No. 62629.

633 S.W.2d 897 (1982)

Charles Edward JACKSON, Appellant, v. The STATE of Texas, Appellee.

Court of Criminal Appeals of Texas, Panel No. 3.

June 9, 1982.

Attorney(s) appearing for the Case

E. Stanley Topek, Houston, for appellant.

Carol S. Vance, Dist. Atty., Raymond E. Fuchs and Don Stricklin, Asst. Dist. Attys., Houston, Robert Huttash, State's Atty., Austin, for the State.



W. C. DAVIS, Judge.

This is an appeal from a conviction of burglary of a habitation. Punishment, enhanced by a prior conviction, was assessed at 20 years confinement. The sufficiency of the evidence is not challenged.

The appellant in ground of error one contends that in 1971 the titled offense alleged in the enhancement count of the indictment did not exist, therefore, the said enhancement count is void.

In the instant case, the enhancement paragraph of the indictment charged in pertinent part:

"Before the commission of the offense alleged above, on March 19, 1971, in Cause No. 154680, in Harris County, Texas, the Defendant was convicted of the felony of Forgery of Charge Slips."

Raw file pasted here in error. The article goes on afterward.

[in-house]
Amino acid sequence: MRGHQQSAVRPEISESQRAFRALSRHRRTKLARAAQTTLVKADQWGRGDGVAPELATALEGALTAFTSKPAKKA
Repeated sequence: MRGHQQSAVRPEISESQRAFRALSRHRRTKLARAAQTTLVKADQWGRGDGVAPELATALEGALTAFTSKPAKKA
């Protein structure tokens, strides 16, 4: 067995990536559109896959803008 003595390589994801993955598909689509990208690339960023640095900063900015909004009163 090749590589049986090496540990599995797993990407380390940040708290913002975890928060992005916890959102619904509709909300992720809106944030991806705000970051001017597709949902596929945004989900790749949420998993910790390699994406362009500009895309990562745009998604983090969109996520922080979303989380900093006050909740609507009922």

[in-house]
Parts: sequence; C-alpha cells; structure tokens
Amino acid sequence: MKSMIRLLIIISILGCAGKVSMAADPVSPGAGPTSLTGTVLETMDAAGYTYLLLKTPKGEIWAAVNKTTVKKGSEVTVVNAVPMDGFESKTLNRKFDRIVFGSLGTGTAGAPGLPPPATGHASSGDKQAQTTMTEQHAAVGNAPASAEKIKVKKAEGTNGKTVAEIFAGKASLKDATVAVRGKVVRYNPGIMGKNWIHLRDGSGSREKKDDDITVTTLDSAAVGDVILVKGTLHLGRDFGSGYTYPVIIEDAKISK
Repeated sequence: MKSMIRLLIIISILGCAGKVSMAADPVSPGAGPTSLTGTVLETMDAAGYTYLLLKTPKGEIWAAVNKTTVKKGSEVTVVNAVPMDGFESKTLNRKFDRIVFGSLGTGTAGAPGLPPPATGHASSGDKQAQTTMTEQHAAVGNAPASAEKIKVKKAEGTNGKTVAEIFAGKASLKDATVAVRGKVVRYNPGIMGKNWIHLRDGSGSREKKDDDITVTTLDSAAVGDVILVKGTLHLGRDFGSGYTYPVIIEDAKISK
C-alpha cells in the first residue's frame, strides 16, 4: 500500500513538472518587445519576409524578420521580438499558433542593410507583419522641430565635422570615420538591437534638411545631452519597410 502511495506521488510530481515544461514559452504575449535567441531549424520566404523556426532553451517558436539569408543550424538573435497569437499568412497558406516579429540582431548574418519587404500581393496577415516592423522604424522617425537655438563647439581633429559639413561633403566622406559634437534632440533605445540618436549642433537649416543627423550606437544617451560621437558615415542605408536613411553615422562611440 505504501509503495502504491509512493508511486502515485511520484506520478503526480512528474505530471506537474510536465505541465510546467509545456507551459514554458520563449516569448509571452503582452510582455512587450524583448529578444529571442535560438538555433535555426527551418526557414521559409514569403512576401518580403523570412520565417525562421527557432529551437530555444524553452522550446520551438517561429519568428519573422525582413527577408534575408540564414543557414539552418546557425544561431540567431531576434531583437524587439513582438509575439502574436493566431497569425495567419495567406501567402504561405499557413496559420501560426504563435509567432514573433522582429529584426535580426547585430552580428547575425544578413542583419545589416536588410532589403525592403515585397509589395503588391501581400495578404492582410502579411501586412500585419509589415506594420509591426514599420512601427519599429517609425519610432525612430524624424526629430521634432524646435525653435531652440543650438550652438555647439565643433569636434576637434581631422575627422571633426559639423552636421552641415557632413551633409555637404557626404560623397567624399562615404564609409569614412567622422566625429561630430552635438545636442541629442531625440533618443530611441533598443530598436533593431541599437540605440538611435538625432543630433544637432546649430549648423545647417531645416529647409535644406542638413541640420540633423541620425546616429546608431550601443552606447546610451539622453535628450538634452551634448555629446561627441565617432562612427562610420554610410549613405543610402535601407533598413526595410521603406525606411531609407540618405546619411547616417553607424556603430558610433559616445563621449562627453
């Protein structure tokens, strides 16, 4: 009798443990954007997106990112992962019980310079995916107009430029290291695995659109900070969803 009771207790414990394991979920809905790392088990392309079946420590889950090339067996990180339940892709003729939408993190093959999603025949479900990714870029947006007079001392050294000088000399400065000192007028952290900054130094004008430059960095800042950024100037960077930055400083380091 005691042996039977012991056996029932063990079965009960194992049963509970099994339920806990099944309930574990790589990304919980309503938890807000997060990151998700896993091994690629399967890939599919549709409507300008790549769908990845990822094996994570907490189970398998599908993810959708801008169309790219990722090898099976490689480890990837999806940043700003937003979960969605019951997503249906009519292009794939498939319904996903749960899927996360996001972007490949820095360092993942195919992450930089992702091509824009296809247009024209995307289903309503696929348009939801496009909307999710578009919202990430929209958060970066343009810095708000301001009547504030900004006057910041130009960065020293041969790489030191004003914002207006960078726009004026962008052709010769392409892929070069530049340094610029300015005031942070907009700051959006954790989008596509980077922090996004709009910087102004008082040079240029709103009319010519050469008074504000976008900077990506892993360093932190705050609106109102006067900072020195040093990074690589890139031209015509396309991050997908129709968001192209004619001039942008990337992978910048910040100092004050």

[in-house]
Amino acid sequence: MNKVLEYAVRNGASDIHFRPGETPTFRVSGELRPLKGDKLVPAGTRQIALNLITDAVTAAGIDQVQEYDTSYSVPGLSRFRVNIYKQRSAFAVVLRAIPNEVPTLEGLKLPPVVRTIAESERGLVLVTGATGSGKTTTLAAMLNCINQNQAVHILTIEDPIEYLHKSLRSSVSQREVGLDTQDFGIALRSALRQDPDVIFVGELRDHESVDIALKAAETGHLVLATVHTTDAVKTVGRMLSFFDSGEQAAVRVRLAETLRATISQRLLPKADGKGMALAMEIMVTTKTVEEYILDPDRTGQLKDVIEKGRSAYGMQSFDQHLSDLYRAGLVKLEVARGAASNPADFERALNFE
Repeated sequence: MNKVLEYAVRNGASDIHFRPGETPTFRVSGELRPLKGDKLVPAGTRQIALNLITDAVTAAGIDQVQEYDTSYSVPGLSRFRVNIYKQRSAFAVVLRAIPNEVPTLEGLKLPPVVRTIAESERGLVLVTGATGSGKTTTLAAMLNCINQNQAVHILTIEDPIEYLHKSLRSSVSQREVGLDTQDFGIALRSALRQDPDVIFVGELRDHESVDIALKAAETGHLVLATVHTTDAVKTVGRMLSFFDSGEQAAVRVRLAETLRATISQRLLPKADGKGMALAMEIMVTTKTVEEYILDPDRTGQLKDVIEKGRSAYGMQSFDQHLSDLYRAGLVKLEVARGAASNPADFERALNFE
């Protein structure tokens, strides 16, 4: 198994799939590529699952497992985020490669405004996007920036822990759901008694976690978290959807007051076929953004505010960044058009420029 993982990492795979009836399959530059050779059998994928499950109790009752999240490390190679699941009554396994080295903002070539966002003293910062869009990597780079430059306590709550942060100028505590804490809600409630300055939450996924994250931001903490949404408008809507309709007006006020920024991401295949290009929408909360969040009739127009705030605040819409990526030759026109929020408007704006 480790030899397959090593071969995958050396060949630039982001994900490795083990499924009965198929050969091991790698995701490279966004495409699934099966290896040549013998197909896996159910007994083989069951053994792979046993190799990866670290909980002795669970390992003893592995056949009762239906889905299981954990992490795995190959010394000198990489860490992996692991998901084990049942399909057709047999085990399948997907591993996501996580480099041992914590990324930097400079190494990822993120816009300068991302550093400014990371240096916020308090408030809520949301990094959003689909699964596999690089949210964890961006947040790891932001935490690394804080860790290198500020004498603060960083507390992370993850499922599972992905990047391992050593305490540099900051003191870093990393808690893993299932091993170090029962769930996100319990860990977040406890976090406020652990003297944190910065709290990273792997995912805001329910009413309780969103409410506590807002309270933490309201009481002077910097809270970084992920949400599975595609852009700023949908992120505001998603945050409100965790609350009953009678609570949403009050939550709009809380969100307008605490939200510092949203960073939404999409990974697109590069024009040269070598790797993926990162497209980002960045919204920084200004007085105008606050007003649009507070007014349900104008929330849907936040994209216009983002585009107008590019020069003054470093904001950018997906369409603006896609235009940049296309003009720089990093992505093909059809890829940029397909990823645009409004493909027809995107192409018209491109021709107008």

Article 979, Vernon's Ann.P.C. (1961), effective at the time of the 1971 conviction, provided:

"He is guilty of forgery who without lawful authority, and with intent to injure or defraud, shall make a false instrument in writing purporting to be the act of another, in such manner that the false instrument so made would (if the same were true) have created, increased, diminished, discharged or defeated any pecuniary obligation, or would have transferred, or in any manner have affected any property whatever."

It is clear from reading the preceding statute that forgery of a charge slip was an offense in 1971. See Anderson v. State, 445 S.W.2d 752 (Tex.Cr.App.1969) (forgery of a charge slip).

Further, we have frequently held that allegations of prior convictions should include the court in which the conviction was obtained, the time of the conviction and the nature of the offense. See Hollins v. State, 571 S.W.2d 873 (Tex.Cr.App.1978). The enhancement allegation in the instant case correctly sets out all the preceding information. We overrule this ground of error.